Fairfield township is that portion of Tippecanoe county in which the city of Lafayette, the county seat, is
situated. It is all that portion of congressional township No. 23 north, and in range 4 west, lying east of the
Wabash river. Its history is really the same as that of the city of Lafayette, given elsewhere in this volume.
Some of the most fertile and highly cultivated farms within the county are to be found in this township. Population
in two was one thousand, six hundred and eight.
The town of Linwood is a suburb of the city and was platted May 2, 1856, by Nathaniel Hull, and since then several
additions have been made to the original plat. It was named after Austin P. Linn, a resident of Lafayette. The
town was incorporated May 8, 1864, and in 1886 had grown to a population of about a thousand inhabitants. At the
date last named the town contained a fine brick school building, two large cooper shops, Greenbush cemetery, a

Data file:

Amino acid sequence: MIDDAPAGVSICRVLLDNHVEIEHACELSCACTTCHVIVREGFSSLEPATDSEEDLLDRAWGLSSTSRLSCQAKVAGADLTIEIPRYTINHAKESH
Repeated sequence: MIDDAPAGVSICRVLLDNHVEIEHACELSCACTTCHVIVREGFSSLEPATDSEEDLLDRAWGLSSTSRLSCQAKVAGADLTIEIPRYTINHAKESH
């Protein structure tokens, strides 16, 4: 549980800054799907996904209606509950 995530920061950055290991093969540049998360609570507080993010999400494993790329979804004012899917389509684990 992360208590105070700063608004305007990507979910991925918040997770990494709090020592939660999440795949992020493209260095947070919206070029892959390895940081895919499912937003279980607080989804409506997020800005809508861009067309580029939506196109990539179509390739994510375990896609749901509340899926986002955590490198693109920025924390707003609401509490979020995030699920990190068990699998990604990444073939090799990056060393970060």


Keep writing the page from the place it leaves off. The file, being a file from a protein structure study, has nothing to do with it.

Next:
park at the north end of the street car line, but no halls or churches, as it is so close to those in Lafayette.
The history at that time mentions the fact that the streets are lighted by kerosene lamps and water was obtained
only from private wells. Linwood has always been one of those peculiar corporations - a town within a city! Its
southern boundary is also an oddity, as it is not defined by any street, road, alley or anything visible. Originally,
it was supposed to "run cross lots" between houses and vacant lots, meandering around back yards, terminating
at Ninth street, which constitutes the western boundary.
With the passing of time the lines have almost been obliterated and as a town independent it has long since lost
Elston, another hamlet two miles south of Lafayette, has a population of two hundred and fifty.